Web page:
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Discussion Starter #1
Does anyone have any information on the origination and tying recipe for the Red Lantern fly? I was told that this steelhed fly originated in B.C., Canada.

Regards,

Richard
 

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The "things" you find out years after the fact.

Used to tie a very similar fly for winter use on the Russian River in Nor. Cal. Had no idea there already was such a beastie up and in production.

Main change that I did was add small chain bead 'eyes' to help the fly sink a bit further.

fae
 

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Red lantern is that like the "Red Light" district in Amsterdam ?

Dean river lanterns I have tried those with no success. they are now buried in the fly inventory some where, they don't get a space in the working inventory on the river until they prove them selves.
 

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Fred,

The Red Lantern (really the Red Dean River Lantern) is nothing more than a variation on a comet in the same colors that was in common use in Northern California.

Rphaler,

The fly was originated by Bob Waggoner, now deceased, of Idaho. He was also the originator of the Wag's Waker, the skater with the upside down moose wings as well, which is a good fly is sizes 8 & 10. The Dean River Laterns simply substituted the florescent plastic sheeting strips for the tinsel or floss of the original Northern California comets. They also left out the bead chain eyes; but they could just as easily be added back in if you wish. All the laterns really do is provide a brighter florescent body that appears to glow to the fly. They are very easy to tie; however, you must put silver tinsel under the body (or tie the fly on a nickel plated hook) or it will not glow as it should.

You can find the tying recipe in "Flies for Steelhead" by Allen or Trey Combs "Steelhead Fly fishing".
 

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"All the laterns really do is provide a brighter florescent body that appears to glow to the fly. They are very easy to tie; however, you must put silver tinsel under the body (or tie the fly on a nickel plated hook) or it will not glow as it should."

Right on the money with this description on how/why fly worked as well as it did on the Russian River in the Healdsburg, and up. Loved the additional post script about doing this in neon green for kings. Still have a bunch of that stuff somewhere in storrage. Will tie them up and be prepared for the spring king run on the Rogue.

Fish counts are very old now (last one was mid October) but at that time there were 11,000+ summer runs and abut 14,000 fall kings through the counters.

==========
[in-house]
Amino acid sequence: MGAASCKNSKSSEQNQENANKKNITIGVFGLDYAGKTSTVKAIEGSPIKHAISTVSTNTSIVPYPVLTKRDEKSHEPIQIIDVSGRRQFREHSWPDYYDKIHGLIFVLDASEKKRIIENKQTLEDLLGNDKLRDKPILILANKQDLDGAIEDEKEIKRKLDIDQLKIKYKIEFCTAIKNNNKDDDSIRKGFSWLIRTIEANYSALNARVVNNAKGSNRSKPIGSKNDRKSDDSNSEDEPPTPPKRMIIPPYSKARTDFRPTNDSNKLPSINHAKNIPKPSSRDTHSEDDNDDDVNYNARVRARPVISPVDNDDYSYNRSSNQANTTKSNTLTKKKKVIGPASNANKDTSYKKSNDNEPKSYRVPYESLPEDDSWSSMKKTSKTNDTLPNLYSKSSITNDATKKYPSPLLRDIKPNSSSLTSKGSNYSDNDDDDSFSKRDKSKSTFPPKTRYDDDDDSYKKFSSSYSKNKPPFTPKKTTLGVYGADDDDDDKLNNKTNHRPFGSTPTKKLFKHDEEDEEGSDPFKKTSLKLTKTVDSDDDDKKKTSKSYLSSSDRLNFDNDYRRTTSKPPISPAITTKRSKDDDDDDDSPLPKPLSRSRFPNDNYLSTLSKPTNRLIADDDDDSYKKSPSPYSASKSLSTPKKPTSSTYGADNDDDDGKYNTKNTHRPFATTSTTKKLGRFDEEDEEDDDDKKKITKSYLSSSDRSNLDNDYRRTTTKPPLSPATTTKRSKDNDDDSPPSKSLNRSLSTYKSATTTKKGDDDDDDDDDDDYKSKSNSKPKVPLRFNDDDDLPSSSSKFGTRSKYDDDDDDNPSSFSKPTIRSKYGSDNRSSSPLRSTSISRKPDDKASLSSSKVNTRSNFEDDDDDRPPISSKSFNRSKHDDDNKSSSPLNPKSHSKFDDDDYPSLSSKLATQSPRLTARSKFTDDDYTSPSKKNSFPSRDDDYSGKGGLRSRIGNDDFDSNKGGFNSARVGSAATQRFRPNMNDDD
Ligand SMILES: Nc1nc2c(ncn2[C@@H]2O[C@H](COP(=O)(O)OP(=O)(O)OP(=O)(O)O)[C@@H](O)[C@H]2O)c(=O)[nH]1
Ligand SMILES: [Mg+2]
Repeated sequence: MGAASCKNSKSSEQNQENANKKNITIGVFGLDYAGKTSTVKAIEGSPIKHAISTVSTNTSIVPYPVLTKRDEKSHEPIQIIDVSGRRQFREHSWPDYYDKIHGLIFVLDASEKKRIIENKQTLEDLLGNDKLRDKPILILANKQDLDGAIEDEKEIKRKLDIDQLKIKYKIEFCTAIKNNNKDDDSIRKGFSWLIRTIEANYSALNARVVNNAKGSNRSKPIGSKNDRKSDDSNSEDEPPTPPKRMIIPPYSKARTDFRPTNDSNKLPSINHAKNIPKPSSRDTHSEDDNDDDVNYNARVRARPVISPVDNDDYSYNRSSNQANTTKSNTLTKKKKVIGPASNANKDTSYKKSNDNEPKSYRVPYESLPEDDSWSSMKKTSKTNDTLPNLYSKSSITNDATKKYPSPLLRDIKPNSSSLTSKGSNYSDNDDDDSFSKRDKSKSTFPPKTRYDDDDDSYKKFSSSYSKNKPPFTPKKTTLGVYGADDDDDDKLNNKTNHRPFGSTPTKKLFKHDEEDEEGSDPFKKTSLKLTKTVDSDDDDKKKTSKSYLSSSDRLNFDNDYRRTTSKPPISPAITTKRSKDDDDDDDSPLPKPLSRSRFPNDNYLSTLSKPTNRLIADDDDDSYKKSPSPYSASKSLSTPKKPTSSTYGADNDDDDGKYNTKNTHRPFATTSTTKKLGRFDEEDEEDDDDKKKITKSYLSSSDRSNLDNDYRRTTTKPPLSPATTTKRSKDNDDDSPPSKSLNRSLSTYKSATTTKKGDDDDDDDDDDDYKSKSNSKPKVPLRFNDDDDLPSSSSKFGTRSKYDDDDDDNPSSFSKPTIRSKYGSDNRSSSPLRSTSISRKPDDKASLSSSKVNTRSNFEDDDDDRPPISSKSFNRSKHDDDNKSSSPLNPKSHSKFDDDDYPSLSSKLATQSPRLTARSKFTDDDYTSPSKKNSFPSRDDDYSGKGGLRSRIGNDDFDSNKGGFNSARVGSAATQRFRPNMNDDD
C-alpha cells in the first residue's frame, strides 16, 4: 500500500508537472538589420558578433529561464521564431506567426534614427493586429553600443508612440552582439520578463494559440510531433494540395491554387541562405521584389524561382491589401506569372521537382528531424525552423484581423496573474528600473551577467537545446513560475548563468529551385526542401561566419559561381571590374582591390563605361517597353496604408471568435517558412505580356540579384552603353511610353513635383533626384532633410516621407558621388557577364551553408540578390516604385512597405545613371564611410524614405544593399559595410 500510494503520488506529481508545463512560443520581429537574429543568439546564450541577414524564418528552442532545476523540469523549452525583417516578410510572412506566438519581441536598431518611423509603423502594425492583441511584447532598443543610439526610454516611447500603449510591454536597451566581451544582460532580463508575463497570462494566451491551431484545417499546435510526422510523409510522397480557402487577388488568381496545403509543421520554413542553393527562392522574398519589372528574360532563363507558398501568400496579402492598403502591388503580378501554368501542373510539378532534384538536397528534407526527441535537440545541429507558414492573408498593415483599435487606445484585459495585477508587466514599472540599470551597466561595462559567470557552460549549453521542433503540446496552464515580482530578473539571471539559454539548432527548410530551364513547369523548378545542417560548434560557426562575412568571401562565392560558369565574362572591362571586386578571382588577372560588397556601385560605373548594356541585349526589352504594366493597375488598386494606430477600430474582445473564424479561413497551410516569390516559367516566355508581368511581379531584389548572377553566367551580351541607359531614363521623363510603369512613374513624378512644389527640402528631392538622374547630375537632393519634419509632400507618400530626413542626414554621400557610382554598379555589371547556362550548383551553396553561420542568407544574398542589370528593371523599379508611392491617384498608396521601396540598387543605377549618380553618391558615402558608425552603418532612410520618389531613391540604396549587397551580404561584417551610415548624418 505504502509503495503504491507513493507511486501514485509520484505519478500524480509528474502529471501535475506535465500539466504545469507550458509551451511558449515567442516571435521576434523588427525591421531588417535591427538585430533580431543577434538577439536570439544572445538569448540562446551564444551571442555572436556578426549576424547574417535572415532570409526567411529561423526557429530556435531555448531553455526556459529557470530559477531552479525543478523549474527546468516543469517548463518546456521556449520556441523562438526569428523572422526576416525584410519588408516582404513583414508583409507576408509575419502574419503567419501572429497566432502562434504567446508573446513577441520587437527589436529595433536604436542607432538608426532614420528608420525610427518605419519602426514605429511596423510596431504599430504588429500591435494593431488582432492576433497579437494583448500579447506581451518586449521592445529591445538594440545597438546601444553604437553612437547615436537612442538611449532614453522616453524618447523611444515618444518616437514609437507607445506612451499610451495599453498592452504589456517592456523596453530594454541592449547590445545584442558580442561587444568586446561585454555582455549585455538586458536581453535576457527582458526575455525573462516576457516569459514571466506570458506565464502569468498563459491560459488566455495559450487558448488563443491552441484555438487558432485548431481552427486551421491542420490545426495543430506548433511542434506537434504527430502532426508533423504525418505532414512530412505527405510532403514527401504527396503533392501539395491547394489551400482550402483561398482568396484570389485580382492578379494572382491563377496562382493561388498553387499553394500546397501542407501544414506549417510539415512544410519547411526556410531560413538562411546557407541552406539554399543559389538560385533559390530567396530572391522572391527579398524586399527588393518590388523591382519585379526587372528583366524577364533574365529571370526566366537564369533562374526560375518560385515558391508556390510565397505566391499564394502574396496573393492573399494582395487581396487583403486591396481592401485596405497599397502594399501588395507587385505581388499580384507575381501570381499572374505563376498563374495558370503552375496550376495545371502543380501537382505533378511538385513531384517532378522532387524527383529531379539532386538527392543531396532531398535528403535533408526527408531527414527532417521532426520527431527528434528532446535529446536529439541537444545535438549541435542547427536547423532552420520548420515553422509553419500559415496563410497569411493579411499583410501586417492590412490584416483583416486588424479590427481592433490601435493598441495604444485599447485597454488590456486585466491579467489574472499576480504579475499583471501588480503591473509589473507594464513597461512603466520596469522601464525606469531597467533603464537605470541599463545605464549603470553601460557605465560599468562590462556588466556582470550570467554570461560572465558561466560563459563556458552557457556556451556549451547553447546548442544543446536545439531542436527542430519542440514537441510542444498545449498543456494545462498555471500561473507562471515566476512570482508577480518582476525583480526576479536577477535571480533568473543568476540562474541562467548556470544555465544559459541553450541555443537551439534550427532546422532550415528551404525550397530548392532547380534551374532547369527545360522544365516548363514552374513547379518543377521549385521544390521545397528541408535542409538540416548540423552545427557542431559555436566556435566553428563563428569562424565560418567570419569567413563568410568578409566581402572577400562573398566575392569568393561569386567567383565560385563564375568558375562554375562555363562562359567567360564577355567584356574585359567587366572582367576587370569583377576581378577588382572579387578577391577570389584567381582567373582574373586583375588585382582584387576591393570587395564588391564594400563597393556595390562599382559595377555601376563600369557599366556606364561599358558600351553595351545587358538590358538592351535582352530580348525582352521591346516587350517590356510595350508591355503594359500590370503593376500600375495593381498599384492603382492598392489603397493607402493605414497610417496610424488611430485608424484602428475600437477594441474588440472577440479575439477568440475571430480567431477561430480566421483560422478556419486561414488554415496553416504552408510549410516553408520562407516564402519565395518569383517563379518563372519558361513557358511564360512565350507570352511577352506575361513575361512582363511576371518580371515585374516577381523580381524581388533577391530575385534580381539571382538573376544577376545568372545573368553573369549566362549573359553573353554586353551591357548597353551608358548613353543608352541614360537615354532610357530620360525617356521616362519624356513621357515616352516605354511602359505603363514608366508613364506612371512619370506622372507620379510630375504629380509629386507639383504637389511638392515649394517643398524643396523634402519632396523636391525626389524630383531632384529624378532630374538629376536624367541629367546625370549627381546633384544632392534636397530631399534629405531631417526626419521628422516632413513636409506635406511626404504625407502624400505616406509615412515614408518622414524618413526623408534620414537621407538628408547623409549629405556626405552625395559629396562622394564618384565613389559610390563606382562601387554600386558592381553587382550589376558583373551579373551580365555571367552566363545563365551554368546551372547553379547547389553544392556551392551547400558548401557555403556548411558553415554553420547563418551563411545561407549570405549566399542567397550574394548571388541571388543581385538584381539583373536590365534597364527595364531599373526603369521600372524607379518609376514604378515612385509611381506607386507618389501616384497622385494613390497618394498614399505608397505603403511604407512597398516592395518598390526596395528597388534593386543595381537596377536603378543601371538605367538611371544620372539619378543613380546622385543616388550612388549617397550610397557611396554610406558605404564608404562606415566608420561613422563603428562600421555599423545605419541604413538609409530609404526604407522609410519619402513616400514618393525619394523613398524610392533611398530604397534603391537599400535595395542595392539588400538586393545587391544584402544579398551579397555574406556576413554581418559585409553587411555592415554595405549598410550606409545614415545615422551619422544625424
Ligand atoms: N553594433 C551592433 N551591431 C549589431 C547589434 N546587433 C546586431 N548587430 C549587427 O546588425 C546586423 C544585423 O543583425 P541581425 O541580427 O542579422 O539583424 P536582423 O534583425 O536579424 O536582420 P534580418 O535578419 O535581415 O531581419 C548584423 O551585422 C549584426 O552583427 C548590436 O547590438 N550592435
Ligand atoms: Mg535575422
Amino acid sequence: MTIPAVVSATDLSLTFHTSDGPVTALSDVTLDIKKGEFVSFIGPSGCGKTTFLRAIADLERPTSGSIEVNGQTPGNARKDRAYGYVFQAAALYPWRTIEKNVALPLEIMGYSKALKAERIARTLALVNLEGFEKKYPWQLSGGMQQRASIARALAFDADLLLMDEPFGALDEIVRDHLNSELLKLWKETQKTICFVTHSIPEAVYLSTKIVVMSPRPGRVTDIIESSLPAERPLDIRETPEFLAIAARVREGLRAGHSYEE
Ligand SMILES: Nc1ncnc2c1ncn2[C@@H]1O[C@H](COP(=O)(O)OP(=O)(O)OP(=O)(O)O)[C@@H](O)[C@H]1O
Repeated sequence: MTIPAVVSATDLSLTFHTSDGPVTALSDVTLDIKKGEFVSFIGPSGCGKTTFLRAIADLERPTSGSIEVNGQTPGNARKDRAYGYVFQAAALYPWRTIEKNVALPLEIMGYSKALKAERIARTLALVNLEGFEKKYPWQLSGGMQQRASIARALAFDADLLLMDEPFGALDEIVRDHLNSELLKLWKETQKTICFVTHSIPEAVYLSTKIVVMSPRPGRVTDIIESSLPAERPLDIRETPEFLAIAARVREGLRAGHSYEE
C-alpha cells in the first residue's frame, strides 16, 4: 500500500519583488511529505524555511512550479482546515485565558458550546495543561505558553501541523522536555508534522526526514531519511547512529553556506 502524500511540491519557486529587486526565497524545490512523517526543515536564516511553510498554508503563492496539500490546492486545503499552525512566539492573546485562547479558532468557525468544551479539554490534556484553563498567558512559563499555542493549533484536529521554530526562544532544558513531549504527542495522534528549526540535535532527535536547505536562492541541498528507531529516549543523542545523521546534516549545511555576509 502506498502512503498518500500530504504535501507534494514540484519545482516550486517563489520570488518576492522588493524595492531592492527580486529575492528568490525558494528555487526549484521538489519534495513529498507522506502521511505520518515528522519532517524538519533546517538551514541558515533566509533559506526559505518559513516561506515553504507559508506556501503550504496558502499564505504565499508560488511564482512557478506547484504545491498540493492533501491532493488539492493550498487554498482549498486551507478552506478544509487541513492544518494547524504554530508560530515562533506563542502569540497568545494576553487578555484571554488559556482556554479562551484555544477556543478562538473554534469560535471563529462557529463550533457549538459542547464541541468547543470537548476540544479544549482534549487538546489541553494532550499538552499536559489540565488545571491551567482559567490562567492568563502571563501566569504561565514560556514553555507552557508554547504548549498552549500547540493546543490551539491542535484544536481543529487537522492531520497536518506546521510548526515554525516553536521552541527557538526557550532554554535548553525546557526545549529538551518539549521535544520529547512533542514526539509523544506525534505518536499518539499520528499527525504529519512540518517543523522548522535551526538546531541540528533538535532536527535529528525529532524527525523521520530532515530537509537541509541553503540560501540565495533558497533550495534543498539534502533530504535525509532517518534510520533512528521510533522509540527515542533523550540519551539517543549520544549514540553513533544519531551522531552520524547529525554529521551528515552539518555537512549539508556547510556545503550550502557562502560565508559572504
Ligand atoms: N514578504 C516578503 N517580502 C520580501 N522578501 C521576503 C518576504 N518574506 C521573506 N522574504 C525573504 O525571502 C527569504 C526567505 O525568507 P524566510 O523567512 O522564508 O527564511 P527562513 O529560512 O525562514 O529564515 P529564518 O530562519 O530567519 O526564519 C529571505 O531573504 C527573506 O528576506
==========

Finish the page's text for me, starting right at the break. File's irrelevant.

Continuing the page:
Out Sunday morning and hooked 5 fish in the first hour ... then dead as a door-nail for the next three. But first two fish had to be extreamly! large summer runs or very early winter fish. Lost number three-five; the first two of these blew 12# leader like it was dry spaghetti, the last I just 'crackered.'

Hooked the first fish while I was actually starting to strip the line off my reel for the first cast. Fish took 100ísh plus feet of 8/9 xlt and 15-20 yards of backing in one run. Which was probably fairly easy as I run a light drag and the rod was flat to the water when he took the fly on a dead run moving down stream.
fae
 

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Hint:

Try holographic tinsel underneath, looks to provide more of a glow to them and other patterns from what I can tell.

Yes green bodies and black hackle are a great pattern for GL kings. They just love fluorescent green for some reason.
 

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Mjyp,

U agree totally regarding the use of anytiing other than a silver underbody. Only the silver provides the proper light reflection for producing mazimum glow.

Fred,

Try the fl. green with a fl. green tail and hackle for kings, and tie it on a #6 hook.
 

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Fred,

That is correct: green on green. This combination has been very effective for a friend of mine who lives in Fortuna, CA fro use on the Eel river right in town. He caught a lot of kings last year right under the nose of gear fishers with this combination.

Another fly to give a go with kings is a fushia bunny leech tied in #4 or larger. Tie it with fushia UNI STRETCH NYLON as both body and tying thread. This fuschia bunny leech is also dynamite on chum and coho. I add a few strands of dark blue and untraviolet hot pink krystal flash to the front of the fly for some added flash; but it works well without the krystal flash. Fish it deep on a swing.
 

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FT, that sounds like something the Oregon State Game

Dept. would declare "illegal." Wild!

Vis a vis the 'tail and collar' what material(s) are you using? The flo. green on green sounds like an impossible dream. Very effective fly on the Chetco and lower Rogue is similar, but use a black chen. body with a flo. green tail and collar.

But, what the hay, who knows what gets Mr. Fish's attention. Lord only knows what they think they're looking at when they see that floating by ......
:smokin:
 

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Fred,

Fl. green calf tail (note it is neon green not chartreuse) and either saddle hackle or chinese neck hackle in fl. green ( again it is neon green, not chartreuse). I also use fl. green Danville's 6/0 flymaster tying thread on this fly.